July 14th, 2010
10:17 AM ET

5 killed in attacks on security buildings in Yemen

Three Yemen security force members and two militants were killed in strikes on separate security buildings in the southern region of the Arab nation Wednesday, an official who is authorized to talk to the media confirmed to CNN.

The attacks took place in the Abyan province as security forces were lining up for morning marches, other local officials told CNN. One of the buildings is used by Yemeni intelligence and the other by police.

The Yemeni official, who asked not to be named, said more than 10 people on motorbikes staged the attacks, which also left more than a half dozen injured.

The official said that the attackers used rocket-propelled grenades, hand grenades and guns in a siege that lasted for more than 30 minutes.

"We believe they are part of al Qaeda, because they are using the same technique, the hit and run strategy," the official said of the attackers. They managed to escape to a nearby region rich with deserts and mountains. The government sent its ground forces and helicopters to hunt down the attackers.

In recent years, the al Qaeda terrorist network appears to have gained a foothold in Yemen, according to analysts familiar with the region.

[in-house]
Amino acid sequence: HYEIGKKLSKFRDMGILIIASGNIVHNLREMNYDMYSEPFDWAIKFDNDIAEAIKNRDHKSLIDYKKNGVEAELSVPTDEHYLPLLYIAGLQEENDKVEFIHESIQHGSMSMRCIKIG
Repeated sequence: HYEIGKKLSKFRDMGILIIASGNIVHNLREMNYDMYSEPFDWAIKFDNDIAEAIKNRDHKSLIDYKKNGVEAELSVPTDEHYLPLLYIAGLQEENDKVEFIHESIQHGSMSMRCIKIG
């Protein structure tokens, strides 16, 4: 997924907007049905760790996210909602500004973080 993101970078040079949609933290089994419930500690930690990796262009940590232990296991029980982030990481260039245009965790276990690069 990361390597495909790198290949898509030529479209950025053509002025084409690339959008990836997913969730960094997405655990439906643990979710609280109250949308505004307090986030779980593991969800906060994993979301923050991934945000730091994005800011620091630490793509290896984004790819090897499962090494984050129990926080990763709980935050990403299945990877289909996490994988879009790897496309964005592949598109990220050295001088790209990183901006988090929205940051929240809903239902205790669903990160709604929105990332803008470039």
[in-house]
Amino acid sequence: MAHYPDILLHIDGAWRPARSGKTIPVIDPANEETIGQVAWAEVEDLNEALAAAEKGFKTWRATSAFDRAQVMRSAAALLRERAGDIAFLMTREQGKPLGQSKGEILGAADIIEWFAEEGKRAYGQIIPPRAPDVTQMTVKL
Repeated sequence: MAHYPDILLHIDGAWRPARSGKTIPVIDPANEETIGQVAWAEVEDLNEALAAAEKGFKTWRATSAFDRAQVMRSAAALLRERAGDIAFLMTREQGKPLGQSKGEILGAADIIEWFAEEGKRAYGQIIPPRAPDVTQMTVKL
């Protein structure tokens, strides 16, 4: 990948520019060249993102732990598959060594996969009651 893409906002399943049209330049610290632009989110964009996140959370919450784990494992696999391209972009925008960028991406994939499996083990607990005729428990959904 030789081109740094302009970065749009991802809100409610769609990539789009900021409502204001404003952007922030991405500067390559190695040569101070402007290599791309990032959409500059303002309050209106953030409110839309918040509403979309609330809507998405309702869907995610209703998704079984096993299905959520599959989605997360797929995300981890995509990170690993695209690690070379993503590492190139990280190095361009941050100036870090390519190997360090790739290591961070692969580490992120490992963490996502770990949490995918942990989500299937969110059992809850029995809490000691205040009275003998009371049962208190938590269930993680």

Washington began eyeing the impoverished desert nation as a possible new haven for al Qaeda as early as 2001, after the group's attacks on New York and Washington triggered the invasion of Afghanistan.

It is the ancestral homeland of al Qaeda founder Osama bin Laden, whose followers bombed the destroyer USS Cole in a Yemeni port a year before the September 11 attacks.

The government is fighting a four-month battle against a Shiite Muslim uprising in its northwest and faces increasing pressure from a separatist movement in its south.

Foreign Minister Abu Bakr al-Qirbi acknowledged earlier this year that those insurgencies gave al Qaeda space to gain ground within its borders. Al-Qirbi estimated the strength of the Yemen-based branch of al Qaeda at between 200 and 300 fighters.

CNN's Caroline Faraj contributed to this report.

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